A plant that smells like rotting flesh will flower for the second time in 18 months at the Auckland Domain's Wintergarden.

The Amorphophallus titanum, also known as 'the corpse flower' due to the rotting flesh-like stench it produces when it begins to flower, attracted over 17,000 visitors when it flowered in December 2013, the first of its kind to flower in New Zealand.

The giant plant started to flower about eight days ago and could bloom sometime this week.

Auckland Domain manager David Millward of City Parks Services said the plants were unpredictable bloomers.

Advertisement

"It's hard to say when something would happen but we are obviously thrilled to see it active so soon after the last time," he said.

"We haven't done anything too special with it to be honest other than making sure it was in a constant temperature, fed it with liquid fertiliser and seaweed solution and ensured it was watered correctly.

"We also made the conscious decision not to disturb the corn by repotting it after flowering as this would not happen in its natural environment," said Mr Millward.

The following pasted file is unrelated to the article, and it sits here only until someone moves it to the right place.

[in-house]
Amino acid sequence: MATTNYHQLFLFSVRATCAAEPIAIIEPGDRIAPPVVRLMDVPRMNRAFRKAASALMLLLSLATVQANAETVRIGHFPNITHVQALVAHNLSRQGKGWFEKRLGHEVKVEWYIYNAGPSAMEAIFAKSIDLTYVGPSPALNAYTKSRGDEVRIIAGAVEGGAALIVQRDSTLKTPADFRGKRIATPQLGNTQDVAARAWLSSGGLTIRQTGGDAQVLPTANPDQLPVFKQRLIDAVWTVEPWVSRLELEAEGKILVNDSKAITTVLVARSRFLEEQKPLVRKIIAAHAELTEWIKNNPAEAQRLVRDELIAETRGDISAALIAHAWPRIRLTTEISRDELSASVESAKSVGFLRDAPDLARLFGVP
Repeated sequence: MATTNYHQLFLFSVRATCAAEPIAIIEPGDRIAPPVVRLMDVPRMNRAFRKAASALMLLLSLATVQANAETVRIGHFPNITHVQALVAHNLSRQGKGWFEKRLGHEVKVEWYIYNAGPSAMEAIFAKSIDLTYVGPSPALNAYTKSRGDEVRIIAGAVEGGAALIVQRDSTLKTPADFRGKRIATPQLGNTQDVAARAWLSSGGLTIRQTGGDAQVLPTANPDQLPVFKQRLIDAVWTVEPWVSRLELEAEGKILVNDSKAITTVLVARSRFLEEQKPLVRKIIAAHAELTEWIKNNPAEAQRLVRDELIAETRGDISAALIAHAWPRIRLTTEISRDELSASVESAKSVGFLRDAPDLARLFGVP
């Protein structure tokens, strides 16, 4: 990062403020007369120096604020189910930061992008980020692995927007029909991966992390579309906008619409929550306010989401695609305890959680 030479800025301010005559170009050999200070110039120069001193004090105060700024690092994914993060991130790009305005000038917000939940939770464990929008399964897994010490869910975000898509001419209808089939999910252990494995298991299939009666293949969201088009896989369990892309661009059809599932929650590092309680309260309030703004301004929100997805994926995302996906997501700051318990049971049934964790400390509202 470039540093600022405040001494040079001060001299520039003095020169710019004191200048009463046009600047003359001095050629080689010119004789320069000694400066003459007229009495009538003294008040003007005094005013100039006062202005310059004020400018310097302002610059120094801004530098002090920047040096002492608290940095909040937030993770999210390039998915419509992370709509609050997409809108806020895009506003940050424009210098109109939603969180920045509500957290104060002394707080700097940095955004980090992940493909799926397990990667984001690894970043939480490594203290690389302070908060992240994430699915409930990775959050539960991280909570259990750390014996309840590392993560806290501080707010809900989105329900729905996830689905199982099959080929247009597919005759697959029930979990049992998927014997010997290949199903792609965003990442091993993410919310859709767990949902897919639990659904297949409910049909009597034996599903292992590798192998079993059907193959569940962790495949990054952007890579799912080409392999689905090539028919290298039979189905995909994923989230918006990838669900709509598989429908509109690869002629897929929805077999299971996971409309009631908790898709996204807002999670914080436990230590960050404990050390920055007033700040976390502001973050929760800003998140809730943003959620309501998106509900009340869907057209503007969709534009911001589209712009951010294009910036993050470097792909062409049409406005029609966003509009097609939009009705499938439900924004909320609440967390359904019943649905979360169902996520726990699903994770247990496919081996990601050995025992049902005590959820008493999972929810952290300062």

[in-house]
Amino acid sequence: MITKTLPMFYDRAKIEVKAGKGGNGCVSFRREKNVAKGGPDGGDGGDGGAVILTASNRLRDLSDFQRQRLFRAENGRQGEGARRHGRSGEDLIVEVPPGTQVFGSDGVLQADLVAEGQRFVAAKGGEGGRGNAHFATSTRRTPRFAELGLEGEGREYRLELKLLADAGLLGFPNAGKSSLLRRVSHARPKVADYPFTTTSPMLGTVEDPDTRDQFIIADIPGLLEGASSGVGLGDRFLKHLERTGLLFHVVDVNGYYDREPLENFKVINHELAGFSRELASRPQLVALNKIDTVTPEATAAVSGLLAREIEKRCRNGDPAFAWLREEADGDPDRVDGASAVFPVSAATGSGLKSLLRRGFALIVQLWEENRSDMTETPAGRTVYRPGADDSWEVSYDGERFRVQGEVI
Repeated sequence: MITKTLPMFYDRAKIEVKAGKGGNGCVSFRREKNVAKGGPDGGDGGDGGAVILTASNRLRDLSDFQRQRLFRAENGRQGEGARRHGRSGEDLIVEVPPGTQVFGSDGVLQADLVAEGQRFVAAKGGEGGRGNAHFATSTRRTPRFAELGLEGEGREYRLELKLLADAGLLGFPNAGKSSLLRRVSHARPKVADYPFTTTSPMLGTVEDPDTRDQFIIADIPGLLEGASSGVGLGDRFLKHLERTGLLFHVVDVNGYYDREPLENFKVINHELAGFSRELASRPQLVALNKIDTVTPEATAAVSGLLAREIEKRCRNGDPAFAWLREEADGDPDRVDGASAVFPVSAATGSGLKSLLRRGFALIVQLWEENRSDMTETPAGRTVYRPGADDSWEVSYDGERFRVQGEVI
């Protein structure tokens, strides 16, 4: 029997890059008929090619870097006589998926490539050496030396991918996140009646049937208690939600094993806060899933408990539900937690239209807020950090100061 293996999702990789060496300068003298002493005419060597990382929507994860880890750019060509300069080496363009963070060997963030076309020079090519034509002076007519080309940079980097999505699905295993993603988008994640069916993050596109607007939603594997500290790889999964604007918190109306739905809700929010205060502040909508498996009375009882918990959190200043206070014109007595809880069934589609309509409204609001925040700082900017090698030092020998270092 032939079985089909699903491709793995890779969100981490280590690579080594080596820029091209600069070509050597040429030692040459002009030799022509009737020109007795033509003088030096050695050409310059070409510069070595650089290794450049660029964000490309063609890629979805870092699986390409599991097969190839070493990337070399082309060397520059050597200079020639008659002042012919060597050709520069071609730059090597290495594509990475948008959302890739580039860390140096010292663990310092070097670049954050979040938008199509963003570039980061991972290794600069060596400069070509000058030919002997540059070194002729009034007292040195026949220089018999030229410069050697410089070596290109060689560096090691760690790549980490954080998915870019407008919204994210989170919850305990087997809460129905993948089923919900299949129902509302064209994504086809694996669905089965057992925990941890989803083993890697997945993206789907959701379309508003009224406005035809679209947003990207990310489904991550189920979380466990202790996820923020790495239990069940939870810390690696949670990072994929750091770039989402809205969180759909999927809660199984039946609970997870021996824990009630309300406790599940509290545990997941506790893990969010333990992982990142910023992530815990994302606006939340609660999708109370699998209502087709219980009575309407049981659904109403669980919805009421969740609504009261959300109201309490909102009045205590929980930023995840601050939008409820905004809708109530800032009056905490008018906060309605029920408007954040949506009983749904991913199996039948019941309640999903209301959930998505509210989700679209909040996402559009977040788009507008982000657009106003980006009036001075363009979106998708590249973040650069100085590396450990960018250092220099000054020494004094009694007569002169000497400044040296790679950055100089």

The corn, or tuber, produces a single leaf the size of a tree each year.

For seven to 10 years it goes through a lifecycle of leaf, dieback and dormancy.

Once the flower, known as 'inflorescence', starts to emerge it can grow at a rate of 10cm per day.

People can keep an eye on progress on the Wintergarden's Facebook page.

Fact box:

• The Amorphophallus titanum (also known as a 'titan arum' or 'corpse flower') originates in the rainforests of Sumatra in Indonesia.

Advertisement

• It has been growing at the council-owned nursery and Wintergarden for around nine years.

• The flower can grow to more than three metres tall.

• Both male and female flowers are produced in the same inflorescence - the female flowers open first and the male a day or two later.

• The Amorphophallus titanum is in the Wintergarden's tropical glasshouse, which maintains an average temperature of 25 degrees Celsius.

• The flower lasts no more than 48 -72 hrs.